Released: 13 April 1973
David Bowie: vocals, acoustic guitar
Mick Ronson: acoustic guitar, electric guitar
Trevor Bolder: bass guitar
Mick ‘Woody’ Woodmansey: drums
Mike Garson: piano
David Sanborn: saxophone
A love song to an unnamed temptress, ‘Lady Grinning Soul’ is the sumptuous closing track on David Bowie’s sixth album Aladdin Sane, and a perfect portrait of decadence, lust and beauty.
Mike Garson’s piano opens with the most ridiculous and spot-on re-creation of a 19th Century music hall ‘exotic’ number. I can see now the ‘poses plastiques’ as if through a smoke-filled bar. Fans, castanets and lots of Spanish black lace and little else. Sexy, mmm? And for you, Madam?
This was written for a wonderful young girl whom I’ve not seen for more than 30 years. When I hear this song she’s still in her 20s, of course.
A song will put you tantalisingly close to the past, so close that you can almost reach out and touch it. The sound of ghosts again.
‘Lady Grinning Soul’ was a departure for Bowie, who had never before put such an open outpouring of desire on record. He had recently spoken of how his emotions often emerged in his lyrics in spite of his natural reservation, and here was the culmination.
I’m a pretty cold person. A very cold person, I find. I have a strong lyrical, emotional drive and I’m not sure where it comes from. I’m not sure if that’s really me coming through in the songs. They come out and I hear them afterward and I think, well, whoever wrote that really felt strongly about it. I can’t feel strongly. I get so numb. I find that I’m walking around numb. I’m a bit of an iceman.
Rolling Stone, 9 November 1972
The song provides a poignant counterpoint to Aladdin Sane’s more guitar-led glam rock tracks. Each of the Spiders From Mars stepped up to the mark, but the two clear stars were Mike Garson – who likened his strident piano introduction to “a Chopin, Liszt type of attitude of the late 1800s” – and Mick Ronson – whose deft flamenco-style guitar solo became the centrepiece of this endlessly beguiling piece.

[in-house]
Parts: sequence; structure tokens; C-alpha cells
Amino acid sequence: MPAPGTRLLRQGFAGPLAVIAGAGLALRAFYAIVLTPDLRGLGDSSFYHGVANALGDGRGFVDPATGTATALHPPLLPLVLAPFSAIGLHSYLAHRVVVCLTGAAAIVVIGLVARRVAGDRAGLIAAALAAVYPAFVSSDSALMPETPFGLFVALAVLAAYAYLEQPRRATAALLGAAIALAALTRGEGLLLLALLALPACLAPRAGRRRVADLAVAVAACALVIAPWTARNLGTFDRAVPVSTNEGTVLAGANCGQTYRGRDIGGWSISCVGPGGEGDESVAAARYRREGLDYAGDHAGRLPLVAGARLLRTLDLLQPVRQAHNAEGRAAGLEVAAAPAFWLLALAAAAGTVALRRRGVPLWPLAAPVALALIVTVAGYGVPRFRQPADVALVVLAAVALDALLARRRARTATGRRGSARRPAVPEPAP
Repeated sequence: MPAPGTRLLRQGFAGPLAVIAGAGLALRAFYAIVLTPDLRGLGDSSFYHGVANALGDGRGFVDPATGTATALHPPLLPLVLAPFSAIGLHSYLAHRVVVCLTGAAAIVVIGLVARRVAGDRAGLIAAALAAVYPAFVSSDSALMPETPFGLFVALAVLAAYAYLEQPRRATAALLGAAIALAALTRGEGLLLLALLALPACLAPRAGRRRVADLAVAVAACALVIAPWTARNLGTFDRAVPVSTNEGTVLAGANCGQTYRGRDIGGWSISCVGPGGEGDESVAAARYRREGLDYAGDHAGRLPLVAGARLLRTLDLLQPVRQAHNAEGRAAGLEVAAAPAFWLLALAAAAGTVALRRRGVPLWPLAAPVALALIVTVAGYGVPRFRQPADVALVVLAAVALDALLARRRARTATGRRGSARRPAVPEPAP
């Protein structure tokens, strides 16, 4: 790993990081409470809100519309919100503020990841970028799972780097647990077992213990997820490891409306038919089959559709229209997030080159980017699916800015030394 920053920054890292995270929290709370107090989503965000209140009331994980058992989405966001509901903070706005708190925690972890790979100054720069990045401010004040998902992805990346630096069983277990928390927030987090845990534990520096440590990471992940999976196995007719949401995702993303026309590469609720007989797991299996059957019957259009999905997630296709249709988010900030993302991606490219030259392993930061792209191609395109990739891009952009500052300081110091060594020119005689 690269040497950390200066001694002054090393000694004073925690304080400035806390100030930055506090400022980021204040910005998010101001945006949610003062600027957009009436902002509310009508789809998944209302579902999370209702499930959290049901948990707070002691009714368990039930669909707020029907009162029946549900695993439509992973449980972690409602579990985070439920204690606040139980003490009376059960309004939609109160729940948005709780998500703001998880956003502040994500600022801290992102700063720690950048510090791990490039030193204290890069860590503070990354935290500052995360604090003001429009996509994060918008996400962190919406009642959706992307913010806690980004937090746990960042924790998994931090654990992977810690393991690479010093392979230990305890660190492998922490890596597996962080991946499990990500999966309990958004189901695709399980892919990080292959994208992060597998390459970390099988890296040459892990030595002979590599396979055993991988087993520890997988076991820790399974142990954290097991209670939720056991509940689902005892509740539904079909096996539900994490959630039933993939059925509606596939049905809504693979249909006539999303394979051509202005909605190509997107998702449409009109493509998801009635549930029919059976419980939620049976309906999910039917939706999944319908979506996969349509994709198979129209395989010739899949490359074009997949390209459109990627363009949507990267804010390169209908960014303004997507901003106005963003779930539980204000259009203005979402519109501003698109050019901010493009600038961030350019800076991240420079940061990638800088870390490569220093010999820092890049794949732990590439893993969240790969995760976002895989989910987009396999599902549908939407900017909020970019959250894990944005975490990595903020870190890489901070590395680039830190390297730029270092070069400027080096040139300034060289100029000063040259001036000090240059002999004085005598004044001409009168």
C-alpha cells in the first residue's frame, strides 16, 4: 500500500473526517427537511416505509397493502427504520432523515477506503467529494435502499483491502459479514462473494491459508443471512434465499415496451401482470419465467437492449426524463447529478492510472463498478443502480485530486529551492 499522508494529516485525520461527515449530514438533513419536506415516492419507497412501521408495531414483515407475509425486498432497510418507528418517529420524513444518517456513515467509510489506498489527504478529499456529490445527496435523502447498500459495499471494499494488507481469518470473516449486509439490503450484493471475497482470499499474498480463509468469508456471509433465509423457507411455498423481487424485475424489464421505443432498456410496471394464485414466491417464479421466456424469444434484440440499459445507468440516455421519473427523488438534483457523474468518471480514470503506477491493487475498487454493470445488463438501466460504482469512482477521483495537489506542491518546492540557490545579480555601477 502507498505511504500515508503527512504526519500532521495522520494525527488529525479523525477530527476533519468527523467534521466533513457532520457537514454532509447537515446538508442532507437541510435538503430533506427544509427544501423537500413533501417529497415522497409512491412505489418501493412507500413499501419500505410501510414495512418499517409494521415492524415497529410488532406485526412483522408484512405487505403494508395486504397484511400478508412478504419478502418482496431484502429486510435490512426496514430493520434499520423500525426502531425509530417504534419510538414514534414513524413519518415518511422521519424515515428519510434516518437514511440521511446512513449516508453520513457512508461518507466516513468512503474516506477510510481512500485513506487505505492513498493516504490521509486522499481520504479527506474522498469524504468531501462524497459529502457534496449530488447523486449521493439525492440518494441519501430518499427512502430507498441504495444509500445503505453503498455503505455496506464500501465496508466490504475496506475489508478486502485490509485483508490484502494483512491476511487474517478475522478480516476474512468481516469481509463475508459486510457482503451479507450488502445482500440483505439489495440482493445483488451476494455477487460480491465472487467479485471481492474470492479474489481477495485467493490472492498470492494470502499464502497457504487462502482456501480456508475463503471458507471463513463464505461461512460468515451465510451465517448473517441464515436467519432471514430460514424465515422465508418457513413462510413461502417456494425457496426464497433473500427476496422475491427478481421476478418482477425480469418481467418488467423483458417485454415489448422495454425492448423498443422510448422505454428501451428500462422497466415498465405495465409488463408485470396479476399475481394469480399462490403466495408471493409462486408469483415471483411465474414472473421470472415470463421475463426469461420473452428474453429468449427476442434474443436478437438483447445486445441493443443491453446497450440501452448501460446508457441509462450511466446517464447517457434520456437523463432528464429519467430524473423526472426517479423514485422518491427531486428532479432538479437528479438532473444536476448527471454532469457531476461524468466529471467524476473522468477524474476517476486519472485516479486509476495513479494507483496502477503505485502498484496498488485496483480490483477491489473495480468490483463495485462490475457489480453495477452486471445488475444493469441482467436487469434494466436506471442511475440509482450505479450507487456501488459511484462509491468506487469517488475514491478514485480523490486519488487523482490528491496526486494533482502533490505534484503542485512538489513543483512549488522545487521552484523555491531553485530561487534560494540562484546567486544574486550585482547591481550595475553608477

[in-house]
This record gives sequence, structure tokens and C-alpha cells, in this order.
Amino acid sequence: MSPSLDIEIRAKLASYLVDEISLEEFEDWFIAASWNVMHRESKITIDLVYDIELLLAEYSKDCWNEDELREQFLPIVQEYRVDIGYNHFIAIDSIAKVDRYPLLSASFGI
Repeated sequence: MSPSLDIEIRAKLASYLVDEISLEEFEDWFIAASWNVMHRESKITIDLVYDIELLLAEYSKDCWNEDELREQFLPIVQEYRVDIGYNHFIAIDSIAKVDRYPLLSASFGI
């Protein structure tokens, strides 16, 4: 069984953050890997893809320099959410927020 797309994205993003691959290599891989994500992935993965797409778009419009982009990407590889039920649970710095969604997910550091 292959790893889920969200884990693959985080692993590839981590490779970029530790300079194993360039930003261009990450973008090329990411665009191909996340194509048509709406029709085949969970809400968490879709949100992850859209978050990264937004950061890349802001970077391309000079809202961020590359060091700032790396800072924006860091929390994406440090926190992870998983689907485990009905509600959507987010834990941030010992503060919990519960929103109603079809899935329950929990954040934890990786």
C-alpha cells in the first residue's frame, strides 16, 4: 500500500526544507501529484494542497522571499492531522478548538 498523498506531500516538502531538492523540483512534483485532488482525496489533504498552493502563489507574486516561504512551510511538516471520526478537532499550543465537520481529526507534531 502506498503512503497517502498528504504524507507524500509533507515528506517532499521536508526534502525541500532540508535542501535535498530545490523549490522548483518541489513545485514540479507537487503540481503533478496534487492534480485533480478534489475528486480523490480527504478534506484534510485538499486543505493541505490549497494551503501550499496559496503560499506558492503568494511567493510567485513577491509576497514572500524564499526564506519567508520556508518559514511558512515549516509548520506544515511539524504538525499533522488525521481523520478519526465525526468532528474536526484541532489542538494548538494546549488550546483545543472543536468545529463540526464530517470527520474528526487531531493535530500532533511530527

‘Lady Grinning Soul’ brought out the romantic playing in me that comes from composers like Franz Liszt and Chopin. I mixed this with elements of Liberace and Rodger Williams, which were styles of music that were always put down because they were so mainstream. I played in a very undissonant way here, where Aladdin Sane is about as dissonant as you can get. Actually, ‘The Motel’ on Outside is my twenty-five-years-later version of ‘Lady Grinning Soul’!
Yet such European influences were at odds with the song’s origins. The subject of ‘Lady Grinning Soul’ is often identified as Claudia Lennear, an American soul singer who had previously inspired the Rolling Stones’ ‘Brown Sugar’.
She and Bowie met at a dinner party in 1972, towards the end of his US tour, and connected over a shared love of American R&B. Thereafter they met when their schedules allowed, in London, New York, Los Angeles and elsewhere, and remained on-off lovers for several years until around 1976, when an argument brought an end to their union.
Bowie never publicly confirmed that Lennear was his muse, and Amanda Lear, Bowie’s girlfriend from that time, has also been suggested as a contender. Lennear, however, is the more likely contender. Her orange Volkswagen was immortalised in the line “she’ll drive a Beetle car,” and she believed the line “the lady from another grinning soul” to be a reference to her mother.
The line about the clothes being strewn, that gets the eye roll. He’s so dramatic…
You never know how you’re affecting him. If you’re in his company, you don’t know what impression you’re making on him.
In 2013 Lennear appeared in a documentary about backing singers, 20 Feet From Stardom. The following year it was nominated for a Film Independent Spirit award, and Bowie called to wish her luck. During the call, she said, he told her: “You know you are my lady grinning soul.” They remained in touch via telephone, text and email, and exchanged their final messages on Christmas Eve 2015, just days before Bowie’s death.